Doers Avoid Upward Delegation

doer

Leaders looking for results in an outcome-based workplace are running into a growing problem with followers, who will not accept ownership when a job is done poorly. Instead, they pile on the excuses and float the whole mess back up the chain of command. Which could explain why more of the responsibility for getting things done keeps landing in your lap.

This newly emerging phenomenon is called “upward delegation.” One example is when a subordinate peppers you with questions about a job you have assigned him until you run out of patience and do it yourself. Or, when a follower who intentionally lets a task go unfinished, knowing full well that someone else will take care of it, which in most cases ends up being you.

Leaders, tired of playing the game, stop giving the untrustworthy followers any more responsibilities—preferring instead to work more closely with the Doers who are known to be dependable.

Such action may resolve your frustrations and it may even speed things up a bit, but in reality it compounds the problem. Besides, responding to complaints from the malcontents claiming that you are playing favorites will later eat up any time you might save. Fortunately, there is a better way to handle this. It is called Responsibility Charting.

If you are like most leaders, team meetings are the primary setting in which you discuss projects and follow up on assignments. Meetings are just about the only time when all your people get to see you in action.

Meetings also set the stage for the work that must get done before the team gets together again. Therefore, these precious opportunities must be fruitful and productive for everyone.

Thankfully there is an easy-to-use process called responsibility charting that provides a language for pinpointing authority, roles, and reporting relationships. Introduced by J. Galbraith in his book Designing Complex Organizations, this powerful process enables you to talk about structure by breaking it down into specific team functions and work tasks. You will find responsibility charting particularly helpful when launching a new venture or getting a derailed project back on track.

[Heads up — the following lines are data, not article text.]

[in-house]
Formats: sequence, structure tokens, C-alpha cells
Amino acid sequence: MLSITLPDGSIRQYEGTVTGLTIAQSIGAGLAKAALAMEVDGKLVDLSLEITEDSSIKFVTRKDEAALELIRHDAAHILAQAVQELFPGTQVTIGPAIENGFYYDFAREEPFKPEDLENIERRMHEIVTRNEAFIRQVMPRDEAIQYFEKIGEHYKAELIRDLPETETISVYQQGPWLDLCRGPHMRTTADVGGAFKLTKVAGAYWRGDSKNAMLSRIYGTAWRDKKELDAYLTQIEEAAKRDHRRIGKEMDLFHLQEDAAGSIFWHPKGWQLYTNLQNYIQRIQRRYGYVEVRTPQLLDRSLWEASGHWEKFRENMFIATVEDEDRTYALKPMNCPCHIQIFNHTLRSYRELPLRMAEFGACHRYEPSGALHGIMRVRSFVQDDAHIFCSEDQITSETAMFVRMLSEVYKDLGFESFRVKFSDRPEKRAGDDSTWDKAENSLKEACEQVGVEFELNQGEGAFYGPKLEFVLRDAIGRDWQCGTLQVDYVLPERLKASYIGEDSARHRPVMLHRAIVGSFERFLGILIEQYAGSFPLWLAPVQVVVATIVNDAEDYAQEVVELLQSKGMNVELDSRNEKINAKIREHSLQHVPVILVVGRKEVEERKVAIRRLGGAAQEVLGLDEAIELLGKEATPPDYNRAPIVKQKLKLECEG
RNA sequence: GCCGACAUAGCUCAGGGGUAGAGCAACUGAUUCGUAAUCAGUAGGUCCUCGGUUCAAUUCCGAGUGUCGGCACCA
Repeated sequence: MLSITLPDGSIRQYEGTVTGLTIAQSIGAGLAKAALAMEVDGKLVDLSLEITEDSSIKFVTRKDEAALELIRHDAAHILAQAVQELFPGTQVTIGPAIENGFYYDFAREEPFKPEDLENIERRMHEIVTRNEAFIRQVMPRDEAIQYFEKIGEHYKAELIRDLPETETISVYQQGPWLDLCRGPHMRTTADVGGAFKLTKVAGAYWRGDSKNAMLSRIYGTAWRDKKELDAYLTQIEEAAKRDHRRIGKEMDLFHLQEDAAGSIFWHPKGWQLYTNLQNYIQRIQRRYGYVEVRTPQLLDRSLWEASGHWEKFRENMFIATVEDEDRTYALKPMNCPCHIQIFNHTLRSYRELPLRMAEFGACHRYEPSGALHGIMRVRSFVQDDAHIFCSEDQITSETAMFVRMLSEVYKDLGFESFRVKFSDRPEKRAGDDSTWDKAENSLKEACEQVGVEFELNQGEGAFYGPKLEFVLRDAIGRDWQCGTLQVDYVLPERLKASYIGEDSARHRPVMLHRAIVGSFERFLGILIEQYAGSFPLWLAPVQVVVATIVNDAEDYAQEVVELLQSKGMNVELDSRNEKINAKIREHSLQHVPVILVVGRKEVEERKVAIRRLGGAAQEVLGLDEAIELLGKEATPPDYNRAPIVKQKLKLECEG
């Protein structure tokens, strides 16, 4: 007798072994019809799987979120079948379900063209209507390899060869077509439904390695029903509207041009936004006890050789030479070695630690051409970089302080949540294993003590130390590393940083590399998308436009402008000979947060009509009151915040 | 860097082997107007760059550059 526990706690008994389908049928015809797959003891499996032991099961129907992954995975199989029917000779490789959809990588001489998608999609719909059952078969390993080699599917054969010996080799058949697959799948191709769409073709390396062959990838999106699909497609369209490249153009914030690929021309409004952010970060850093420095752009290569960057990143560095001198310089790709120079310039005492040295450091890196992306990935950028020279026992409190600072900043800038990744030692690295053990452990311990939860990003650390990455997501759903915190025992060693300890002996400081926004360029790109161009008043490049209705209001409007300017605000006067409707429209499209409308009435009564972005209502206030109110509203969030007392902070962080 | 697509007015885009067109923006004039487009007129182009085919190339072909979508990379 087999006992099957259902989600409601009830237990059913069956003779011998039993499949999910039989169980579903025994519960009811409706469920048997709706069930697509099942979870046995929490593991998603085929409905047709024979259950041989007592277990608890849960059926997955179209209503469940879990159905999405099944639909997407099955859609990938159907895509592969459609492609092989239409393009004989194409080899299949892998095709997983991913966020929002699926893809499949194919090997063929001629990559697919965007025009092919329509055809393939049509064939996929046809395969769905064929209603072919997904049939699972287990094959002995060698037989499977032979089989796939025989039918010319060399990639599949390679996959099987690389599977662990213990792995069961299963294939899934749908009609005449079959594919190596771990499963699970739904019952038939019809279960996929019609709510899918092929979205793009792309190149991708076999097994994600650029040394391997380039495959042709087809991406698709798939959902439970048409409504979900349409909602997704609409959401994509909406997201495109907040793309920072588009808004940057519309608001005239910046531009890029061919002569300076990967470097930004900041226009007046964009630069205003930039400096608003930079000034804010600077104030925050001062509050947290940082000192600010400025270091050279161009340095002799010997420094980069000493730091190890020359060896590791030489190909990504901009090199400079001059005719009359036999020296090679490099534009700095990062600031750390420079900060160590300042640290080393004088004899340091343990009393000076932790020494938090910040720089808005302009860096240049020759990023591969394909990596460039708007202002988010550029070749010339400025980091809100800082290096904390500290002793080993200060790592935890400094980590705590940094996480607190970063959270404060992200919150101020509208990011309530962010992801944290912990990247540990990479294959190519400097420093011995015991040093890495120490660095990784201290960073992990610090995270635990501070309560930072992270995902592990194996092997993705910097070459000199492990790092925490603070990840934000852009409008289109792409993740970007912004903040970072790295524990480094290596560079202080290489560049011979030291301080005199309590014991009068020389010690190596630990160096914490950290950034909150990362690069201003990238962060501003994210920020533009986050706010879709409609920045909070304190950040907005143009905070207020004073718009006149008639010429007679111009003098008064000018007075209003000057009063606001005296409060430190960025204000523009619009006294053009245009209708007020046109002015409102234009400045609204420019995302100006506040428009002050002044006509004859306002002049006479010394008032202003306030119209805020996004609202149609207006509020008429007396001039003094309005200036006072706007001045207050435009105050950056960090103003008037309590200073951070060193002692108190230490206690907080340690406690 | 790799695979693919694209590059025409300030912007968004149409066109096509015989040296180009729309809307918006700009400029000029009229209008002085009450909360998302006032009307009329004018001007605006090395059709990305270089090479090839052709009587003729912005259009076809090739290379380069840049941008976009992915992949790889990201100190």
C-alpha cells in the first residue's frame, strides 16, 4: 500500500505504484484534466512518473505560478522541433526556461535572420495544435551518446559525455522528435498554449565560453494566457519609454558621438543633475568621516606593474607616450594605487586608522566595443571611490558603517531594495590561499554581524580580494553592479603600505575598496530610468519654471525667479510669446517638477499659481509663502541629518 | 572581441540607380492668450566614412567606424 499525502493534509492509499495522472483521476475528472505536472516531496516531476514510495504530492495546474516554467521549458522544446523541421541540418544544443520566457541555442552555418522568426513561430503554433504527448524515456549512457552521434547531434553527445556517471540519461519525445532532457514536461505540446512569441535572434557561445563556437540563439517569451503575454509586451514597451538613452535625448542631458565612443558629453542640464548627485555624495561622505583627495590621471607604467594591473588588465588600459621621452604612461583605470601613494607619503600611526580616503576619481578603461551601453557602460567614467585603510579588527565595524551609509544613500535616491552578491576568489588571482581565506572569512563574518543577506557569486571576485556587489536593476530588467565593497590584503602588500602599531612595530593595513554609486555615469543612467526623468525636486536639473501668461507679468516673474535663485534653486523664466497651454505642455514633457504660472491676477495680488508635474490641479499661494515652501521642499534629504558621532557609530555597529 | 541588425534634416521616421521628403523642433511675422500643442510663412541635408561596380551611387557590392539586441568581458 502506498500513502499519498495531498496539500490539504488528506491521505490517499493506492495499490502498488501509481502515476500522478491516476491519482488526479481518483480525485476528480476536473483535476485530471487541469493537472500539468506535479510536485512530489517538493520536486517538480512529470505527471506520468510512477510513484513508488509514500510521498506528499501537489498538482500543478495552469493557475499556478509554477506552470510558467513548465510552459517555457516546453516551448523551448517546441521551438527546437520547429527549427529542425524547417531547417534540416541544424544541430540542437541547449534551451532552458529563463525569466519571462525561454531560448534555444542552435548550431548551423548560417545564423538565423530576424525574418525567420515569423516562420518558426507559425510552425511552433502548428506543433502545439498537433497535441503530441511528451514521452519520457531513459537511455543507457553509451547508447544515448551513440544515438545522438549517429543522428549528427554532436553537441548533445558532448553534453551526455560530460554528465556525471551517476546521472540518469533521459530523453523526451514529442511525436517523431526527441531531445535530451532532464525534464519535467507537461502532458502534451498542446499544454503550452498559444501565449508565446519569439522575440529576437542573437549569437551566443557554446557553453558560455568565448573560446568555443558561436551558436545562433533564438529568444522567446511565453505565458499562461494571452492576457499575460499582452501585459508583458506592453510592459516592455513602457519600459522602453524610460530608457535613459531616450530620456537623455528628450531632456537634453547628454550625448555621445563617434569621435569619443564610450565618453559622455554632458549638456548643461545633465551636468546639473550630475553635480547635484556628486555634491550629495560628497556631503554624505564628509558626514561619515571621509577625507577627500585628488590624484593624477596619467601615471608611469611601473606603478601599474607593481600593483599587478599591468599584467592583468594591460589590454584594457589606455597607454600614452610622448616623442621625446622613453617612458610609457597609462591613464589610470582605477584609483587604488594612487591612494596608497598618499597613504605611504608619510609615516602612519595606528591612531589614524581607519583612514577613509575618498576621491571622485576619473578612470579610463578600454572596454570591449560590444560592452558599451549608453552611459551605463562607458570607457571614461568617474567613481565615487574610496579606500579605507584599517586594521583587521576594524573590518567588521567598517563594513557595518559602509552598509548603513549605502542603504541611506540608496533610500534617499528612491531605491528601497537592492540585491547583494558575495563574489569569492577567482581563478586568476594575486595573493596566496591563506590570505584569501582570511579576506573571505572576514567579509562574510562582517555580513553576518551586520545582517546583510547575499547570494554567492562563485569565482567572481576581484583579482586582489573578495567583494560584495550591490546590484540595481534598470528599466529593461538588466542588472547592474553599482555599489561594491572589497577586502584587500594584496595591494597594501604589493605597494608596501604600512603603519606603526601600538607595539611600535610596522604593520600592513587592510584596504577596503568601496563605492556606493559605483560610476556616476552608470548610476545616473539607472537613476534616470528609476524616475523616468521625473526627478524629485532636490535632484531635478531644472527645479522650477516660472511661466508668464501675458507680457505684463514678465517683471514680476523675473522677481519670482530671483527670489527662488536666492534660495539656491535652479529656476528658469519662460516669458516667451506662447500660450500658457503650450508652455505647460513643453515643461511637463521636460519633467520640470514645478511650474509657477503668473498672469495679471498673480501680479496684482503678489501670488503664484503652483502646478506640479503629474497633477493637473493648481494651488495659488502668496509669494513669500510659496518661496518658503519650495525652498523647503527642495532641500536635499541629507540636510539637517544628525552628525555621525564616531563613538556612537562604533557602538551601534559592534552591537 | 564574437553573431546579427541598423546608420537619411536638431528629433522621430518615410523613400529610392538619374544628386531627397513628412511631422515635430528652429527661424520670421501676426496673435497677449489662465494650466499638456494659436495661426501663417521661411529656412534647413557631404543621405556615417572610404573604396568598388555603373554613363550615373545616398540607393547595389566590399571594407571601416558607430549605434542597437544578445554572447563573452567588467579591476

Before we go any further, take a minute to imagine a matrix with the name of your team written across the top row and the various tasks you want them to accomplish listed in order along the side in the first column. Now visualize that each person has a column beneath his or her name in which to place a letter.
The letters, RACI, represent the role that is to be performed for each task.

Responsible. The letter -R- identifies the person accountable for taking action. As a general rule there will only be one -R- for each task. The person with the -R- should understand and accept the conditions of performance that may include a budget, time frame, completion dates, milestones, etc.

Approve. The letter -A- identifies the person(s) whose approval is needed before anything happens. This makes it clear that before any action is taken, the person with the -R- needs to run it by the -A- to get approval. The -R- will coordinate with the -A- to see just how far the -R- can go before the -A- wants additional feedback.

Consult. The letter -C- indicates that a certain level of expertise is necessary for the successful completion of the task. It tells the -R- whom to consult with as the task progresses. Take note that only those persons designated -R- or -C- need to attend future task meetings—a time saver for everyone.

Inform. The letter -I- identifies the person(s) who need to be informed when the action is complete or given a status update as the task progresses. People with the -I- don’t need to attend meetings because the person with the -R- will keep them informed.

In addition to keeping track of the status of each task within a project, responsibility charting can be used to evaluate the contribution of each team player. For example, if you see that a team member has performed well as a -C- on several tasks, he or she could be ready to assume the -R- on a task that’s coming up. This is a good way to shift responsibility to those who are ready for it.

 

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